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Make a small batch of easy, lemony strawberry preserves

Recipe: Sunny strawberry-Meyer lemon preserves without added pectin

Strawberries macerate in sugar before they are quickly cooked into a small batch of lemony-sweet preserves.

Strawberries macerate in sugar before they are quickly cooked into a small batch of lemony-sweet preserves.

Debbie Arrington

Dab of preserves on a plate
Meyer lemon adds a sunny note to the berries.

Sometimes I have the urge to make jam but not too much – especially if I have limited fruit. These easy preserves take only 1 pound of strawberries, 2 cups of sugar and one Meyer lemon – no added pectin necessary.

Compared to jam, preserves have larger pieces of fruit – even whole small berries. Larger strawberries are quartered or sliced.

This recipe does take a little advance planning. To bring out their juice, the strawberries need to sit in the sugar for six hours (or overnight). This process helps the berries retain their bright red color.

Added just before cooking, the Meyer lemon juice and zest add a bright, sunny note to the berries.

The result is soft and spreadable. Keep the finished preserves in the refrigerator.

Sunny strawberry-Meyer lemon preserves

Makes about 1 pint (2 cups)


1 pound strawberries, washed, hulled and quartered (about 2 cups)

2 cups sugar

Zest of 1 Meyer lemon

2 tablespoons Meyer lemon juice


In a large stainless steel or non-reactive bowl, mix strawberries with sugar. Cover and refrigerate for at least 6 hours (or overnight), stirring occasionally.

Strawberries boiling in a pot
Bring the berries to a boil, then simmer.

Transfer berries, sugar and syrupy juice to a large heavy pot. (It needs room to bubble.) Add lemon zest and juice.

Over high heat, bring strawberry mixture to a boil, stirring often so it doesn’t stick or burn. Let boil for 1 minute. Reduce heat to medium and let preserves simmer, stirring often, until desired consistency (about 10 to 15 minutes).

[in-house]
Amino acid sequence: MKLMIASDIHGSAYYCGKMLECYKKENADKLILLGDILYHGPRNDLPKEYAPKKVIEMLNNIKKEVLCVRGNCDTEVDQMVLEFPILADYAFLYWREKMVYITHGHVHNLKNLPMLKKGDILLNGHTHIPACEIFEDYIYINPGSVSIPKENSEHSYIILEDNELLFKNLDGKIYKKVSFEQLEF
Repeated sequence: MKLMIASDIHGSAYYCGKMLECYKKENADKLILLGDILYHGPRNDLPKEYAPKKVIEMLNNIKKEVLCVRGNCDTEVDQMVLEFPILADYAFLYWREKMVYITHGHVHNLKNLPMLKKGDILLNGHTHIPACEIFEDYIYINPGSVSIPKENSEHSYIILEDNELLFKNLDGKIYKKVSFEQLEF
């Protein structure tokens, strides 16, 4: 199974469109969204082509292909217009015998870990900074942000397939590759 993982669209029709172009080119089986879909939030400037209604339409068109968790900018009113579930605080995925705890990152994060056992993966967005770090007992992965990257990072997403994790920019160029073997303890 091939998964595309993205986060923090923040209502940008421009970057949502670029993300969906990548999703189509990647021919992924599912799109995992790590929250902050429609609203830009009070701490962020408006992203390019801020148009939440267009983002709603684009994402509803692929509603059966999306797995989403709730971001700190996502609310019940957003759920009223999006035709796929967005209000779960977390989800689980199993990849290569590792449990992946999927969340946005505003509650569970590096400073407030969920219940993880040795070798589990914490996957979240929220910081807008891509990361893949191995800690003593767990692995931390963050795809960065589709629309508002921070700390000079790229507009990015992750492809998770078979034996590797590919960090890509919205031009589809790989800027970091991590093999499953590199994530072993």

Remove from heat and transfer to a sterilized jar or other container. Cover and store in the refrigerator. May be frozen up to 6 months.

When is jam (or jelly or preserves) ready? To test consistency, freeze a small plate in the freezer for at least 10 minutes. Spoon a ½ teaspoon of preserves onto cold plate and return it to freezer. Check in 2 minutes. If the jam/jelly/preserves doesn’t run when the plate is turned sideways, it’s done.


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Dig In: Garden Checklist

For week of Sept. 24:

This week our weather will be just right for fall gardening. What are you waiting for?

* Now is the time to plant for fall. The warm soil will get these veggies off to a fast start.

* Keep harvesting tomatoes, peppers, squash, melons and eggplant. Tomatoes may ripen faster off the vine and sitting on the kitchen counter.

* Compost annuals and vegetable crops that have finished producing.

* Cultivate and add compost to the soil to replenish its nutrients for fall and winter vegetables and flowers.

* Fertilize deciduous fruit trees.

* Plant onions, lettuce, peas, radishes, turnips, beets, carrots, bok choy, spinach and potatoes directly into the vegetable beds.

* Transplant cabbage, broccoli, kale, Brussels sprouts and cauliflower as well as lettuce seedlings.

* Sow seeds of California poppies, clarkia and African daisies.

* Transplant cool-weather annuals such as pansies, violas, fairy primroses, calendulas, stocks and snapdragons.

* Divide and replant bulbs, rhizomes and perennials. That includes bearded iris; if they haven’t bloomed in three years, it’s time to dig them up and divide their rhizomes.

* Dig up and divide daylilies as they complete their bloom cycle.

* Divide and transplant peonies that have become overcrowded. Replant with “eyes” about an inch below the soil surface.

* Late September is ideal for sowing a new lawn or re-seeding bare spots.

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